I can still see myself, perhaps three weeks later, sneaking out of bed at 5 a.m. after a fitful night of nursing my new little girl. Though I should have been sleeping, I sat in the big chair across the room and listened to her and my husband quietly huff and snore while I got to the business of setting goals and planning the coming year in the way that I had intended in the days before she surprised us with her entrance.
I see it now as something I needed to do, as something I had no way to know not to do, as a new mother. But over the course of that coming year—the one with all the big goals and the prospective career change—I also learned the power of surrender. Because some days, fighting against something that was beyond my locus of control (and so many things are, for a new mother) was ultimately disempowering. Like a toddler screaming and kicking her fists because the sky isn't pink, I was wasting precious energy, both emotional and physical—trying to make things happen or not happen—that it would have been more powerful, enjoyable, and beneficial for all if I could have surrendered and let go of my control over the outcome.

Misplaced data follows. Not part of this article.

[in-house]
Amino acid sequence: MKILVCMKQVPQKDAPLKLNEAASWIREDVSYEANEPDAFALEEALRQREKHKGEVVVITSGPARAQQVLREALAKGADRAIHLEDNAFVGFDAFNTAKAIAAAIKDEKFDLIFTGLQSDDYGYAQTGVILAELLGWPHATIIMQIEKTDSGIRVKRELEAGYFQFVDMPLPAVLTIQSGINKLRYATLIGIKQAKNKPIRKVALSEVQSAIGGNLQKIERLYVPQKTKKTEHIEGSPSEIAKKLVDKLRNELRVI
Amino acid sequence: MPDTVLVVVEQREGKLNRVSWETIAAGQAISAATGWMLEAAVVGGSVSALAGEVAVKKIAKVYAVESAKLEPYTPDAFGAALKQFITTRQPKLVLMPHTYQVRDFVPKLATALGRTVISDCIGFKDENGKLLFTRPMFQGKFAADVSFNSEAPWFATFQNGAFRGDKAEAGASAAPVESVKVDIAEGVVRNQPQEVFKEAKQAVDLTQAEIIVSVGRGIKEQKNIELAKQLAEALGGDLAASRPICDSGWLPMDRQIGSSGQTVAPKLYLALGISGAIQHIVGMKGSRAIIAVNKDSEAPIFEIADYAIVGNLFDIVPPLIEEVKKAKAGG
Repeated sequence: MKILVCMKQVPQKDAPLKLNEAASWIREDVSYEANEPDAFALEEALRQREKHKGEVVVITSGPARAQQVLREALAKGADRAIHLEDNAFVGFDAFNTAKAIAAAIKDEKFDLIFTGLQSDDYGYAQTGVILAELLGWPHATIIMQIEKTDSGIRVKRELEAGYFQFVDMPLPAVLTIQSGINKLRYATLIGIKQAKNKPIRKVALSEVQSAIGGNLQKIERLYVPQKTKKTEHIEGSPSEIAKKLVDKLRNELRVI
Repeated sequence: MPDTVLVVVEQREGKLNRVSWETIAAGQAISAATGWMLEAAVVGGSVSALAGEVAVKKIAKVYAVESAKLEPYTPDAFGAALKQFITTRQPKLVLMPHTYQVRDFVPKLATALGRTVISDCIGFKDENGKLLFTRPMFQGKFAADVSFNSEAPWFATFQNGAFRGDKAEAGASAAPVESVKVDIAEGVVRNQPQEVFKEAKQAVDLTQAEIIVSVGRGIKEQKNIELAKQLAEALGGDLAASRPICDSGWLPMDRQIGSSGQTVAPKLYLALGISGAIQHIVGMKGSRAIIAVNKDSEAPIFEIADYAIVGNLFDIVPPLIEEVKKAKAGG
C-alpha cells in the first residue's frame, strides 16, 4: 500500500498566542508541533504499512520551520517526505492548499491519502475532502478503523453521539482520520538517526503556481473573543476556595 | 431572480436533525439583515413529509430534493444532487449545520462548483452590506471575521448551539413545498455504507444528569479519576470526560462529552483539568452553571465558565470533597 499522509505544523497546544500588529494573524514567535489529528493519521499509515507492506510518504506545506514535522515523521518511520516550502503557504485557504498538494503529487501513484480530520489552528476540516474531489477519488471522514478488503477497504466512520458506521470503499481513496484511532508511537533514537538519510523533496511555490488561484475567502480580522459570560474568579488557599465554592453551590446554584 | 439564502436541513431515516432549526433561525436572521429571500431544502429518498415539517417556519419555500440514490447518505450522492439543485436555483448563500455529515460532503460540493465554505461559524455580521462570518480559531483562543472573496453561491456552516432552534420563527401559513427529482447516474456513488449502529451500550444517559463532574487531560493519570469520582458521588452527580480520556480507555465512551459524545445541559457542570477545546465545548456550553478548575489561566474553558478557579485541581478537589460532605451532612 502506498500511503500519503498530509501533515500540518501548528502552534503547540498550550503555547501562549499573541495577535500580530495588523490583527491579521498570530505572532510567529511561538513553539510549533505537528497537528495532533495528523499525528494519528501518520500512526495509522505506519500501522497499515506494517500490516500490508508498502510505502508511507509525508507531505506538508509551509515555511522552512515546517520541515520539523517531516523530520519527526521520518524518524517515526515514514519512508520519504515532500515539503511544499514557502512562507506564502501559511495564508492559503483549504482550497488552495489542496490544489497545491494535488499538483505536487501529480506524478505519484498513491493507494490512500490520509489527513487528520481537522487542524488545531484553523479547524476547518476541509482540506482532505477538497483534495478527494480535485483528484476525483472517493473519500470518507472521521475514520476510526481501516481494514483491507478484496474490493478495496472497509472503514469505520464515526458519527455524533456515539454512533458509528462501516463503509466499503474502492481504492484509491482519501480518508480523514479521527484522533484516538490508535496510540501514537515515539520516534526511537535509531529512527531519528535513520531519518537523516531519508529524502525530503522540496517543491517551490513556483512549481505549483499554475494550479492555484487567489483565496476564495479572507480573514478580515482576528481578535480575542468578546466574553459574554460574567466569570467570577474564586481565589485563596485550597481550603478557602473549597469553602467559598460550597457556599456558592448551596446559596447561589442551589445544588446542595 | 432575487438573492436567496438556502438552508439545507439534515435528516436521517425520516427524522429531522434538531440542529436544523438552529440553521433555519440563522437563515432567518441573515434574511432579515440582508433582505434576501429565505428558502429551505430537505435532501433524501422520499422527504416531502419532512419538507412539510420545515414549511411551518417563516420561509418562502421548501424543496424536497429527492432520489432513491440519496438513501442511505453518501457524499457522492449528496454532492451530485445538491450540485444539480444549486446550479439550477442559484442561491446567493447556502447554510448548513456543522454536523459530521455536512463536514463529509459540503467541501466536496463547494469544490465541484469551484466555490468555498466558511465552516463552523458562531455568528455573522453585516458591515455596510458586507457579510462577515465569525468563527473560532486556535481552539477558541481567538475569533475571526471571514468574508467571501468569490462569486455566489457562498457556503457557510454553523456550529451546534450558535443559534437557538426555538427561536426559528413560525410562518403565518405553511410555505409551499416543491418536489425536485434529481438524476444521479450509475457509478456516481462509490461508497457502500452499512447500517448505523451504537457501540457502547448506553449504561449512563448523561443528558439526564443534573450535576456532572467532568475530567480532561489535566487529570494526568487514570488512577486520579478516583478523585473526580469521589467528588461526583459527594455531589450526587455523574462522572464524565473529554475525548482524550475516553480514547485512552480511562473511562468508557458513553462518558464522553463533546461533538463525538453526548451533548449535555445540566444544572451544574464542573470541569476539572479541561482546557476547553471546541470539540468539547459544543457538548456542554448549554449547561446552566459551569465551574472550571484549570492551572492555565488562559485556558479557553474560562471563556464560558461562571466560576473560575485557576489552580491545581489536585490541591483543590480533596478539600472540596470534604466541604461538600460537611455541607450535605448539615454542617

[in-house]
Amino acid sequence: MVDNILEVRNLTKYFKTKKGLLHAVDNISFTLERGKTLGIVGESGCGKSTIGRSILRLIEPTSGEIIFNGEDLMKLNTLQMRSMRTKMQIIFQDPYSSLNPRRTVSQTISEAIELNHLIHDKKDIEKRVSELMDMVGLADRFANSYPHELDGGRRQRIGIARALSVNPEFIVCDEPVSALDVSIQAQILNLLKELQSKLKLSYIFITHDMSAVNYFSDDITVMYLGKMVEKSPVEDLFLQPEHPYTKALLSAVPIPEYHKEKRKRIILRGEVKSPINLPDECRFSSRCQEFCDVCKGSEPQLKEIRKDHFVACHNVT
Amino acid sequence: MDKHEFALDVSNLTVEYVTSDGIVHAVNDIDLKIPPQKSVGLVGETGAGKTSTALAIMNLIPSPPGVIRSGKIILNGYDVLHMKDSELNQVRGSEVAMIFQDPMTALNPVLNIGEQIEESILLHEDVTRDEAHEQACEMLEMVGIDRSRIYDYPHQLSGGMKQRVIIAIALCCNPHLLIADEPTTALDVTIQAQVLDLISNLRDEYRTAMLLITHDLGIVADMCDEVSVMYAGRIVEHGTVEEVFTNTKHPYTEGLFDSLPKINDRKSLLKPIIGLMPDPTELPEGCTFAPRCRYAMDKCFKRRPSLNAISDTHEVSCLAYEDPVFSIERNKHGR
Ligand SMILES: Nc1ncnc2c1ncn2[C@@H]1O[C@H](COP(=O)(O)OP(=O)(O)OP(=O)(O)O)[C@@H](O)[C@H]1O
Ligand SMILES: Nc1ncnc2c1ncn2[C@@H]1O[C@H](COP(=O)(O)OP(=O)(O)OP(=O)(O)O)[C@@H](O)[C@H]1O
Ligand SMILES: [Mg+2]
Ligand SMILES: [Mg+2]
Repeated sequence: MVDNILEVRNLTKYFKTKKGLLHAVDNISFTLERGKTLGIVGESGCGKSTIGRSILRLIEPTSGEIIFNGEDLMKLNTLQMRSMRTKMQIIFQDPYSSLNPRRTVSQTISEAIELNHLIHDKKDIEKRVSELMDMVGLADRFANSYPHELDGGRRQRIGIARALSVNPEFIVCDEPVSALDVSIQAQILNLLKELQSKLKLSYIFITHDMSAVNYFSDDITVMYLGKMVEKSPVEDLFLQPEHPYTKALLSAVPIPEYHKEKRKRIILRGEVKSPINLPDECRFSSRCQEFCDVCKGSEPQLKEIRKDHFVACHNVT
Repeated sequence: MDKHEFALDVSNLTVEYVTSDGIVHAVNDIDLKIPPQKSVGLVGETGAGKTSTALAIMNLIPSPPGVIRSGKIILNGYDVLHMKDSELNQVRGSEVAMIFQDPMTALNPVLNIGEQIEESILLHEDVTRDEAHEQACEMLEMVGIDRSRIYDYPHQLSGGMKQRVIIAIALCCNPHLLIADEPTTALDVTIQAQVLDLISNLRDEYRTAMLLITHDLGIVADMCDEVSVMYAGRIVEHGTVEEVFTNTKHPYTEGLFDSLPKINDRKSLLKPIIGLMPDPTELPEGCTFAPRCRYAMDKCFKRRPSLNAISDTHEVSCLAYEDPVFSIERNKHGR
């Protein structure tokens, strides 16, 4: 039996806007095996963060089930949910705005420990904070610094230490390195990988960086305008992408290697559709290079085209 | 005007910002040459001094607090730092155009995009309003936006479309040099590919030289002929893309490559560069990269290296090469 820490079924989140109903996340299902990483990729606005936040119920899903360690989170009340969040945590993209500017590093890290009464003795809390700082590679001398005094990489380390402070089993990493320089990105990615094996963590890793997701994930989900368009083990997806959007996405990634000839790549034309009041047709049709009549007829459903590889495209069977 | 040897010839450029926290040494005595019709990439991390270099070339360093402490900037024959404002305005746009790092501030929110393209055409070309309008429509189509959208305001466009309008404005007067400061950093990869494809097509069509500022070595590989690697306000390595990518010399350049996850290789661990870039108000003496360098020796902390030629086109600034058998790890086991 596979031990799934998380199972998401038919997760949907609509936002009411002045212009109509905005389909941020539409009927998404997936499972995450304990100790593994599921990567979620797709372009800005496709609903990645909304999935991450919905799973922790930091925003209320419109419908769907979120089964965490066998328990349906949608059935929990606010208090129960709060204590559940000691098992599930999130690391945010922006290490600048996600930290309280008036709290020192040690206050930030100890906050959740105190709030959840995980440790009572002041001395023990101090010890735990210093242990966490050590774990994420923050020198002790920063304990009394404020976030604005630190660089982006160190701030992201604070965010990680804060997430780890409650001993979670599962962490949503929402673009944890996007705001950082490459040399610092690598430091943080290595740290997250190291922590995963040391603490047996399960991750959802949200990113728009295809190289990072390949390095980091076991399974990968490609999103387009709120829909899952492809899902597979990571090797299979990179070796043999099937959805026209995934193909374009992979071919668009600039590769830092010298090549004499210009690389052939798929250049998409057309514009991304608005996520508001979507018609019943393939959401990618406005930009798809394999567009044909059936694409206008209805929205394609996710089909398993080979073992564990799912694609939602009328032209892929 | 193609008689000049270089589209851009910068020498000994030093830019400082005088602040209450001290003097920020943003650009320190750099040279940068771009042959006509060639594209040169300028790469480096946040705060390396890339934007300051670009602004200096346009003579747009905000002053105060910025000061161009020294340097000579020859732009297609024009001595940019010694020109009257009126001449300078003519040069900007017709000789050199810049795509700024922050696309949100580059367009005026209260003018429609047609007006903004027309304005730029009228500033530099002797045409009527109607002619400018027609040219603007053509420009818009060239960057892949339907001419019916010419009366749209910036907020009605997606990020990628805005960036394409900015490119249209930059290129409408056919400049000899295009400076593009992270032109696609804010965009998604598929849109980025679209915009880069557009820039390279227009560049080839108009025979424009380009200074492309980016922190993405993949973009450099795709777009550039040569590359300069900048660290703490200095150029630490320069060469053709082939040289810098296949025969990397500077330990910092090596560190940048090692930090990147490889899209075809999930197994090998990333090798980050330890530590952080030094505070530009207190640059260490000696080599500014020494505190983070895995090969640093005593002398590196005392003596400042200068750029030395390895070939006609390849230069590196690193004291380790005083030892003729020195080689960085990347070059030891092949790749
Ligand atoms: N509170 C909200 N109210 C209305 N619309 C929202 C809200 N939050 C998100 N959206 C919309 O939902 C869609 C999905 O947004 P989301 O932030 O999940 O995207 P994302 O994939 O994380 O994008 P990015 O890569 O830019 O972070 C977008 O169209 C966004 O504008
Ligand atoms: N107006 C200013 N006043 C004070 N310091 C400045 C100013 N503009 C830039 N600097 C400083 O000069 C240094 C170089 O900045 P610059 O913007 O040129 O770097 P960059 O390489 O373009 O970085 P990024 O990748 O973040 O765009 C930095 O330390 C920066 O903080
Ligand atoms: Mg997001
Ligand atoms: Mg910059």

In the span of not quite five short years, I went from becoming a woman who was fairly ambivalent toward the idea of having children to a woman who defines herself as a mother. I have even come to focus the large majority of my career (the one I was so desperately trying to envision at 5 a.m. while my daughter slept) on supporting other mothers through their transition into that role. This has been my biggest learning through the course of my journey toward bringing children into the world:
When you birth a baby into the world, you also birth a mother. Whether for the first time or the third, birth is about becoming someone different than you were before; it is so much more than the singular (albeit mighty) act of bringing a baby from the inside of your body to the outside. It is not to be underestimated.
My doula—the wisest woman I know—told me in the days before my daughter was born that it takes two to three years to fully transition into motherhood.
Rather than being frightened by this number, I chose to see it as permission. Permission to sometimes yearn for times past, to get it wrong, to be gentle with myself, to get it wrong. Remembering this has allowed me to soften into my new identity, my motherhood, and come to see it as the greatest gift of my life.